[Home]Installation On Mandrake 9.1

Last edit: Peter Favrholdt on April 22, 2006 11:06 (3993 days, 16 hours and 12 minutes ago) (diff)
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Installation of RTAI-24.1.11 on Mandrake 9.1

1 After installing Mandrake 9.1

You have to download a so-called vanilla kernel, from kernel.org. I have used linux-2.4.20. You can also use another kernel as long as there exists a patch for that kernel in the RTAI source-tree. Then download the RTAI-source (in my case 24.1.11).

Everything written in bold should be typed in a shell. Your need to be logged in as root/superuser when installing RTAI. In a shell just type :

 su and then type the password for the root/superuser.

2 Unpacking the sources and patching the Linux kernel

Unpack the source to an appropriate folder (i.e. /usr/src/).

 tar -zxf rtai-24.1.11.tgz /usr/src/ (this puts the rtai-source into /usr/src/rtai-24.1.11).

I have made a link called rtai that points to my rtai-source (this makes it a bit easier if you want to use several rtai-versions). This is done by

 ln -s /usr/src/rtai-24.1.11 /usr/src/rtai 

The same thing is done for the Linux kernel:

 tar -zxf linux-2.4.20.tar.gz /usr/src/ (this puts the linux kernel-source into /usr/src/linux-2.4.20)

I have made a link called linux that points to my linux kernel-source (this makes it a bit easier if you want to use several kernel-versions).

This is done by:

 ln -s /usr/src/linux-2.4.20 /usr/src/linux

Now you are ready to patch the linux kernel with RTAI. Go the to linux folder:

 cd /usr/src/linux

Patch the kernel (make sure that the patch you are using corresponds the version of the linux kernel)

 patch -p1 <../rtai/patches/patch-2.4.20-rthal5g

You can also choose to use the patch called patch-2.4.20-adeos-r6. Then you will be using adeos, which seems to be the future of RTAI (which can have some bugs)

3 Compiling the kernel

I have used gcc-2.95.3 as compiler and everything works fine. I have heard that you should be able to use gcc-3.2, but i have not have success with this compiler (i belive that the reason for this was some bad configuration of the linux kernel, i had enabled the kernel-hacking option. I have not tried this compiler without the kernel-hacking option). I have tried to use gcc-2.96 from mandrake but i gave some compiler-errors when compiling rtai, so i built my own gcc from gcc.gnu.org)

When your kernel is patched you are ready to compile your 'own' kernel. Before you are able to compile it, you need to configure it. Make sure not to use any power management as it seems to 'disturb' RTAI. I have also discovered (the hard way) that you should not enable the Kernel-hacking option (offering some debug features for kernel modules etc.)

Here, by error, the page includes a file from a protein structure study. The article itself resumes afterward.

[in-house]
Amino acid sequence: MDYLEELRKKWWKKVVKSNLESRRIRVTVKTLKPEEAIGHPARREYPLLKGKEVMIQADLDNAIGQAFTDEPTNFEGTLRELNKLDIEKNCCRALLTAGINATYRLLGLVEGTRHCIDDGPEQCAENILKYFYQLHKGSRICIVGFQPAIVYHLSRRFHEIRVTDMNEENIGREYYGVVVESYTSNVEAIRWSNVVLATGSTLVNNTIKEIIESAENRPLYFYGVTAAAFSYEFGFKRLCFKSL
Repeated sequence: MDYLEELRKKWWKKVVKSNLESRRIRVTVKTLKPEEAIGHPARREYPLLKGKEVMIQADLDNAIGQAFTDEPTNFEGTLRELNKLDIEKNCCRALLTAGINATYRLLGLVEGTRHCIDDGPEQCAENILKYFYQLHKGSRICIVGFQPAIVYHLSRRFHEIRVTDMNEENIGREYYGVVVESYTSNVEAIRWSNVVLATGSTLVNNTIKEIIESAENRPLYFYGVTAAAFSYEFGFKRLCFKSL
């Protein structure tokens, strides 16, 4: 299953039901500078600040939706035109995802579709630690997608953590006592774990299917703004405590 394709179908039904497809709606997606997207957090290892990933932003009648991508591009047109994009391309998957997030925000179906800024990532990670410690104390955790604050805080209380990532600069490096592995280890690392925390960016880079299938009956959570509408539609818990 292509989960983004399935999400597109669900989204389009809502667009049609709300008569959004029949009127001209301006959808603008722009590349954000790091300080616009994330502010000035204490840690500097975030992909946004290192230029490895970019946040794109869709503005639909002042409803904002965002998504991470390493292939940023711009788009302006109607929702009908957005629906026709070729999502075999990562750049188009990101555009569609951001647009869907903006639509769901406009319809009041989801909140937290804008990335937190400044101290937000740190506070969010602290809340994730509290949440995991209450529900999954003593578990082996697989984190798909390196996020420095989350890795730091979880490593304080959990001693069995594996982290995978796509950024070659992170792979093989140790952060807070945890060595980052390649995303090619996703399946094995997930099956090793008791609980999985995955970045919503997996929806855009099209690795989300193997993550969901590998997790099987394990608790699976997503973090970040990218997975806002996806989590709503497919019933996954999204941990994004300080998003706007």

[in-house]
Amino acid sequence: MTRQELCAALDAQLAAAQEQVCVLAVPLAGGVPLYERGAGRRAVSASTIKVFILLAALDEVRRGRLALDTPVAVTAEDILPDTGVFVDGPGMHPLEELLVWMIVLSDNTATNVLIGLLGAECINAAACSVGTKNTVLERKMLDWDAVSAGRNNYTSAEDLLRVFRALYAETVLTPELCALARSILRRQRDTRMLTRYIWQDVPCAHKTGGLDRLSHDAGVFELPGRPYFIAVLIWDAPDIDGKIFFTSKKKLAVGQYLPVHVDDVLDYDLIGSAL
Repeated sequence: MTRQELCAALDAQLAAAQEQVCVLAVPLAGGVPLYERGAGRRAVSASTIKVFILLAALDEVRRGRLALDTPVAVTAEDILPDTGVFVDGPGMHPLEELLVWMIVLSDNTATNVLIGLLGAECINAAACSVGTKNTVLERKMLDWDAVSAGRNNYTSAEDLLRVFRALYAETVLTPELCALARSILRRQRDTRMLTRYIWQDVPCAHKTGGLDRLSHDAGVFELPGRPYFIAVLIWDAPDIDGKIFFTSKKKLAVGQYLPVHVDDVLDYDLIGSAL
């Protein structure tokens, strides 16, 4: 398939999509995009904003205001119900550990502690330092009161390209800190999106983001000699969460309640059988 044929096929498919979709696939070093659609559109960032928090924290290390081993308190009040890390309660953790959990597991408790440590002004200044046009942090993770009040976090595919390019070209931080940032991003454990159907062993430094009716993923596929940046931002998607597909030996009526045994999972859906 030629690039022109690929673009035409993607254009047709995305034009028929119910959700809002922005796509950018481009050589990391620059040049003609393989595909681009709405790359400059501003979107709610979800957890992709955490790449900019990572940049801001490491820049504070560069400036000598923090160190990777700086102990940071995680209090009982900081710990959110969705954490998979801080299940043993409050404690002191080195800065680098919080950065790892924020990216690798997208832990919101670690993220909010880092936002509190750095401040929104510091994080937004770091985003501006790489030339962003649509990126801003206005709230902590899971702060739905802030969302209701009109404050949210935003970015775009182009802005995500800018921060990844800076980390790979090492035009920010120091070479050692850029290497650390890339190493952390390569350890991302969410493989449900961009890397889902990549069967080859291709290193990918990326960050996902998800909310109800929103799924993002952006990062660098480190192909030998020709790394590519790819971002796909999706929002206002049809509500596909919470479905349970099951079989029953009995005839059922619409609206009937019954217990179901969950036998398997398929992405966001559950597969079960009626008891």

There are several ways to configure your kernel, both in text mode and i graphical mode. I prefer to use graphical mode (menuconfig). In the /usr/src/linux folder do :

 make menuconfig

You can get some information on every option in the kernel by pressing the ?-key.

My .config-file is here: /config?

To find the dependencies for your configured kernel:

 make dep

Now you can start the build of the kernel:

 make bzImage

Then make the modules for the kernel:

 make modules

And install these modules:

 make modules_install

Now you are ready to make your kernel visible for the bootmanager (lilo). The easiest way to do this is:

 make install

This copies/moves the /usr/src/linux/arch/i386/boot/bzImage to /boot/'kernel-name' where 'kernel-name' in my case is 2420-rthal5. Run lilo to make sure that there is no problems for the bootmanager:


Now you are ready to reboot the computer and start your self-compiled kernel.

4 Compiling RTAI

When your 'own' kernel is loaded you are ready to build RTAI. Go to the RTAI-folder:
 cd /usr/src/rtai

Change to root/superuser: su

The RTAI needs to be configured (like you did to the linux kernel). This is done by:

 make menuconfig

Make sure not to configure your RTAI to SMP if your kernel is UP (and vice versa).

To find the dependencies for RTAI :

 make dep

Build RTAI:


Now you need to configure what kind of scheduler (UP, SMP, NEWLXRT) you want to RTAI to use:

 ./setsched up for using the UP-scheduler.

To install RTAI : make install

To create the rt-fifos:

 make dev

Now you should have a functional RTAI system (if none of the above went wrong).

5 Testing the RTAI installation

An easy way to test if your RTAI system works is to load it into the kernel:
 cd /usr/src/rtai/modules and insmod rtai.o

If the system does not hang here, your RTAI should be installed properly. To test your RTAI system furthermore you can run the examples found in /usr/src/rtai/examples.

Every example has a README-file describing the actual purpose of the example.

6 My RTAI system hangs

If your RTAI system hangs, it could be caused some 'unlucky' combination of the kernel configuration and RTAI configuration. Try change your configurations. If this does not help, try ask the RTAI-mailing-list which can be found from http://www.rtai.org
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